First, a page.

I think this is actually a fascinating metaphor, if we unpack it a little. I just completed work on a survey that was sent out to readers of the books published by the Large Non-Profit Organization for which I work. The readers, all of whom are educators of one type or another, were asked (among other things) what their greatest challenges were, in terms of student achievement. It was an open-ended question, so they were free to write anything they wanted to. And they said a good many things. But the one issue that came up more often than any other in their responses was student motivation (or the lack thereof).

OK--so from this persepctive, the problem is the soil. The seeds are fine, but the soil is arid. We give them the good stuff, and they just don't care. This would be the more traditionalist view of education. We're trying to pass on our culture, our heritage, our history of learning, and Those Damned Kids with their videogames and their hip hop music and their tattoos and their [fill in the blank] just don't care. So....Not Our Problem.

But there are other people who take the opposite view, such as the writer of this blog post. "The curriculum in these classes is typically irrelevant to their lives," he says, "except for the need to earn grades good enough to placate their parents and impress college admissions officers." Clearly, for him, the problem is not the soil; it's the crappy old seeds we've been hoarding in our garden sheds for years, which nobody else wants. The soil is fertile, but not for these seeds. So....Totally Our Problem.

Unfortunately, this kind of attitude can lead to some lousy educational practice, such as teaching down to the kids, only giving them stuff they already know, or already know about. Our whole culture, and much of our economy, is already designed to entertain and please children; I'm not sure our educational system has to follow suit, just because it's easier. And I've seen plenty of teachers do just that.

Education is not supposed to be the least-engaging sub-set of Entertainment. It's supposed to be the intellectual pathway that leads us out of childhood and into adulthood. There's a physical pathway that we can't help but walk, where, sooner or later, we're not kids anymore. There's a communal/spiritual pathway that most of us, in the West, have abandoned, where rituals and rites of passage mark us, in some inescapable way, as adults in our community. And there's an intellectual pathway, where we lean the things that adults need to know: the facts, the skills, the stories of our history; the myths and norms of our culture. We can learn these in apprenticeship to a craftsman, or by working next to our parents in the fields or in the home, or we can learn them in school. Every culture has a different set of Things That Must Be Learned in order for the next generation to take the reins successfully.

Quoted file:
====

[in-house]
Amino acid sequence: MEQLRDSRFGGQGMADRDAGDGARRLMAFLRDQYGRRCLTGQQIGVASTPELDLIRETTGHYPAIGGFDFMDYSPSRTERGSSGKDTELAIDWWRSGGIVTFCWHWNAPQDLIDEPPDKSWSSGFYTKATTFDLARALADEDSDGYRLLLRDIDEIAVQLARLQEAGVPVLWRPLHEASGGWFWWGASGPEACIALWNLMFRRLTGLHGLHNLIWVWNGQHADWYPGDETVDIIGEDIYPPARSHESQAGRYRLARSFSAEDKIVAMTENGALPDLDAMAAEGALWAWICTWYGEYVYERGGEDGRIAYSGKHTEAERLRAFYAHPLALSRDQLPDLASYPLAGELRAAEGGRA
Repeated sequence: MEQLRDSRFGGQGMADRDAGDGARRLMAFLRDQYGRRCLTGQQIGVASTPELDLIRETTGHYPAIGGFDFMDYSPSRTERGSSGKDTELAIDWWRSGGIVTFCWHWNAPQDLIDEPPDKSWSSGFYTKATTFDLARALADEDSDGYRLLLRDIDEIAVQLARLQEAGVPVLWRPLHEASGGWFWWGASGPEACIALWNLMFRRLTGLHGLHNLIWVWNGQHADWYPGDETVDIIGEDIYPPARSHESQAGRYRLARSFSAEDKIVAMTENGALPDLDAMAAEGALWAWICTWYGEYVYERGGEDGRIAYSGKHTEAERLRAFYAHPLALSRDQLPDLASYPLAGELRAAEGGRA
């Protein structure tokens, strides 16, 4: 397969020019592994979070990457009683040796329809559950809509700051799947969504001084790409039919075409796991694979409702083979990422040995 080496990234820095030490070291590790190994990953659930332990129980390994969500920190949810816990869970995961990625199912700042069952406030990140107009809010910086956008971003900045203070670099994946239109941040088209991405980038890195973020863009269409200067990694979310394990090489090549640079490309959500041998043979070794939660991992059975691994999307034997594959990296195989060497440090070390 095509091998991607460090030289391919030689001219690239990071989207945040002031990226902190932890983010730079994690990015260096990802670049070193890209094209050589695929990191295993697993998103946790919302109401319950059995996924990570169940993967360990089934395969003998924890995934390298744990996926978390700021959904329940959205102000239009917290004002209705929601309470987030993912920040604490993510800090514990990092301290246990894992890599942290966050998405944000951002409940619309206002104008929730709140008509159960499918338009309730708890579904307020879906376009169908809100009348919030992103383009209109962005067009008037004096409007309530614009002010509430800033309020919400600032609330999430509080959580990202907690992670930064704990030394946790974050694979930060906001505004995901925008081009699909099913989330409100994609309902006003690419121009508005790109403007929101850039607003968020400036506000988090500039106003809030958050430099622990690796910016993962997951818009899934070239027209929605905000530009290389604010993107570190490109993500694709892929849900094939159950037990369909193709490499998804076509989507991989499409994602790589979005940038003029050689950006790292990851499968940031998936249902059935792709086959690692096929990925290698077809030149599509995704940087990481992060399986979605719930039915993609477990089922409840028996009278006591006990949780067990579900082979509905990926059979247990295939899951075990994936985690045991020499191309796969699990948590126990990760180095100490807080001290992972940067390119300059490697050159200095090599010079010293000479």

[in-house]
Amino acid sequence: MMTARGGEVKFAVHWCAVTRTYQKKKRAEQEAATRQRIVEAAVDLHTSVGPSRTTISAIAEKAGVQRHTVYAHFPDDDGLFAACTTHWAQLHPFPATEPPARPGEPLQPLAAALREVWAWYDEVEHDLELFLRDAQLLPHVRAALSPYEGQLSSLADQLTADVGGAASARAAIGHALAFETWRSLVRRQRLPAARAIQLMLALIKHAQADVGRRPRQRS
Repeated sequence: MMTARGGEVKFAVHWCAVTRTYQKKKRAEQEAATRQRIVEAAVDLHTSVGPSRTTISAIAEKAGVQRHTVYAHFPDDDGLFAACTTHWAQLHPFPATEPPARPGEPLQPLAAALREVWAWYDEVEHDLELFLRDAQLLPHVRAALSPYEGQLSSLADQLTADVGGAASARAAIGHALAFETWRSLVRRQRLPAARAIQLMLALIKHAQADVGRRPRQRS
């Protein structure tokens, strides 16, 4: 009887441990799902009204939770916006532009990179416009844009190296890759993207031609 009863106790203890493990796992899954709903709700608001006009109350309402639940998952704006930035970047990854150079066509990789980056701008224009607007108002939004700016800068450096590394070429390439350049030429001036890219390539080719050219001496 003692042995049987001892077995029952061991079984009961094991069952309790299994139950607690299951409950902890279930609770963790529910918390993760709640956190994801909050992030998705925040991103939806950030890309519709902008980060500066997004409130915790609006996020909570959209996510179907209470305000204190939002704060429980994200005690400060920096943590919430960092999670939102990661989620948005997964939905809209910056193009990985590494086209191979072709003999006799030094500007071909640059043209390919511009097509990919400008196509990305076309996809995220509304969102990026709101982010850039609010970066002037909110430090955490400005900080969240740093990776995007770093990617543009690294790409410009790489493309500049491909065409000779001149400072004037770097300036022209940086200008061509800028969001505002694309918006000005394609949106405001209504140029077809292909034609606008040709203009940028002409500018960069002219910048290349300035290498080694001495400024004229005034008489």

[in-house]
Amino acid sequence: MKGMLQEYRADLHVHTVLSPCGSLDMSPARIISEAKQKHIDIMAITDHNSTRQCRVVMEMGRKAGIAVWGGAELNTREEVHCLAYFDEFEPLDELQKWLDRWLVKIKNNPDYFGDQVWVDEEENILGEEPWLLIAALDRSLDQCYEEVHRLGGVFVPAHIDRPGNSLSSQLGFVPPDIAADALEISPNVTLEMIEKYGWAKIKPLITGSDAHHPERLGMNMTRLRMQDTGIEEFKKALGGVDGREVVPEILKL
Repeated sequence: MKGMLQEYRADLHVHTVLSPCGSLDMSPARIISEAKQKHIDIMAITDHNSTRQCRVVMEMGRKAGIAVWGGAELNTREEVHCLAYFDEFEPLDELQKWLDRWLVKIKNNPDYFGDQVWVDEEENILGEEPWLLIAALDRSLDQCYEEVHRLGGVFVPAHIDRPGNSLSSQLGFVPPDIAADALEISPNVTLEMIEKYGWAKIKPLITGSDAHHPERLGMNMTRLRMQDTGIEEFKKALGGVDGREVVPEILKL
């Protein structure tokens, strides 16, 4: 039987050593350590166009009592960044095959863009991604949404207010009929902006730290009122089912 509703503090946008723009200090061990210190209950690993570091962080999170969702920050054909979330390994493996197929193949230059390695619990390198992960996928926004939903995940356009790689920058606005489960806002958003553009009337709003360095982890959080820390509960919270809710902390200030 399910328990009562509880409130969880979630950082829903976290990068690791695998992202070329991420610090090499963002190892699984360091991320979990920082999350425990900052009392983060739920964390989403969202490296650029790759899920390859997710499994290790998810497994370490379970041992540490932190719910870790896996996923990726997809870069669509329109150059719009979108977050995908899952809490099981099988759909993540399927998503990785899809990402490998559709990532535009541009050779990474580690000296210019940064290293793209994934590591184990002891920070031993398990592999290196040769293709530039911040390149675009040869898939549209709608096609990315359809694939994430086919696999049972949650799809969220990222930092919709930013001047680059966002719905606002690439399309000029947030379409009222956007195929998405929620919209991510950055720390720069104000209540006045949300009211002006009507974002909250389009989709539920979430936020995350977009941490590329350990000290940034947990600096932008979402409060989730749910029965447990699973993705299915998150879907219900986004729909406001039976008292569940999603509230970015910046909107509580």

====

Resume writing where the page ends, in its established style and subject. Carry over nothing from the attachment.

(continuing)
Now, I'm all for making things relevant to students. ALL FOR IT. But that means finding a way to bring them to us, not bowing down and surrending to them. Our job isn't to leave them in the nursery to play with the toys they're already used to. Our job is to make our world relevant --to make the case that the world beyond their noses is important, and that learning about it, and how to navigate successfully in it, is the most interesting project avaialble to them. And I think we're doing a lousy job of selling that idea.

Maybe we're not bothering to sell the idea at all. Maybe we're just droning on and on in our classrooms, assuming our curriculum is so vital and important that it will speak for itself, without our help. If so, it's not working.

Or maybe we're doing a lousy sales job because some of us actually don't believe in the product. Too many of us don't believe the adult world is really worth inheriting.  We're pissed off; we're disappointed and disenchanted. We mourn our own childhoods too much, and we can't ever escape what it is we had to leave behind. We watch the same teenage movies they watch, and listen to the same teenage music they listen to, and follow the same fashions that drive them to spend their money. It's the best game in town, and every year, as we age, we become less and less adept at playing it.

Or maybe we're doing a lousy sales job because the whole idea of history, or culture, or canon, or authority of any kind, has been cast in such disrepute over the last couple of generations that we don't feel we have the right to hold anything up as worthy of respect, study, or emulation. Everyone is corrupt, and everyone is a racist, and everyone is simply out for themselves, so for Christ's sake, don't listen to us. Follow your own hearts, and your own ethics, and be the generation that will truly revolutionize society and lead us back to the garden.

Which is fine, as far as it goes. I'm all for social justice. I'm all for empowering young people to respect their own vision and to fight for a better world. Truly. But doesn't that fight have to be grounded in knowledge of what has come before...and knowledge of why attempts to make things better have sometimes failed?  Don't we want them to know that the baton is being handed to them, and that their lives are just a single segment of the Great Race of human history?

With all of the problems and possibilities facing us--us as a nation and us as a world--with all of the promise and threat of the years ahead, how could education possibly be seen by students as irrelevant?

If you've spent your life in a dark room, the concept of light might seem foolish, or worthless, or unimportant. But you don't need someone to lecture you endlessly on the importance of seeing. And you don't need someone to leave you in the dark because the people in charge have decided that there's really not much to see. You need someone to turn on the lights.